4. A Russian Realistic Novel

Fyodor Dostoevsky (1821–1881)
Crime and Punishment: a Russian Realistic Novel
London: Vizetelly & Co., 1886

This English edition of Crime and Punishment was published in Vizetelly’s one-volume novel series. The translation is presented anonymously in the book but is usually attributed to Russian-born British novelist Frederick Whishaw, who was known primarily for writing children’s fiction. The Vizetelly series mainly featured new works and first translations, and made numerous French and Russian novels accessible to English-speakers at the affordable price of six shillings or less. Crime and Punishment was well-received, but Whishaw’s translation was criticized for treating speech and thought too similarly and for failing to preserve the simple syntax and vocabulary of the novel’s numerous internal monologues.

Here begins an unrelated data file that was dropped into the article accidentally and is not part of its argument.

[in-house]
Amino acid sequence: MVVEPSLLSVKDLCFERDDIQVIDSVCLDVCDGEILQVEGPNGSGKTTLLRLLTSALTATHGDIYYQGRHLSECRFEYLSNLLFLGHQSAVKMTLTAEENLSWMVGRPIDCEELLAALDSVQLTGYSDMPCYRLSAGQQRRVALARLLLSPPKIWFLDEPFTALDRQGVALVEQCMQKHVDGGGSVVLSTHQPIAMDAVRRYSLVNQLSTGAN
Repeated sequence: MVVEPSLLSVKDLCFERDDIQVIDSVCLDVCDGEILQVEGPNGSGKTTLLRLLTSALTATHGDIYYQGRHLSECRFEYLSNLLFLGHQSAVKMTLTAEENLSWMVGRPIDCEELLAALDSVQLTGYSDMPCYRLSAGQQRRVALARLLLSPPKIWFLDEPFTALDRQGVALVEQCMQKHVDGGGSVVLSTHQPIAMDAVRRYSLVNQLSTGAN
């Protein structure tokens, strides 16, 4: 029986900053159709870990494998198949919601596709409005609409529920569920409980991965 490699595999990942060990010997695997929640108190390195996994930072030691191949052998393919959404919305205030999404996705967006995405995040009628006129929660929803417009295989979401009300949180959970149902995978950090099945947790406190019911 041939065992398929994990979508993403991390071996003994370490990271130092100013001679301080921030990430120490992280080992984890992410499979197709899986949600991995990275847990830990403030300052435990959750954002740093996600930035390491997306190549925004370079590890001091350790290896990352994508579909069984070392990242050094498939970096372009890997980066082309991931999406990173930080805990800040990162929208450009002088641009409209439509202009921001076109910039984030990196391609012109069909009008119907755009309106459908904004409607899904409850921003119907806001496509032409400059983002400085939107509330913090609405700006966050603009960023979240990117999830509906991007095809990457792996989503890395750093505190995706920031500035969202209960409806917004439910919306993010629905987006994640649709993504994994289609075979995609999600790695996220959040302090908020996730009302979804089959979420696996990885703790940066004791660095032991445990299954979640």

Translators of Crime and Punishment endeavour to make their translation both readable in the new language, and true to the original – a notoriously difficult task for Dostoevsky’s prose. Constance Garnett’s famous 1914 translation features many English embellishments that have become antiquated since its publication, while Oliver Ready’s recent translation sounds better to a contemporary reader: in Ready’s translation, Raskolnikov appeals to a police official saying ‘Have a heart, Captain, and put yourself in my shoes for a moment’, while Garnett has ‘Excuse me, Captain, will you enter into my position.’ The Ready translation seems to capture the spontaneity of natural speech better.

Taryn Plater

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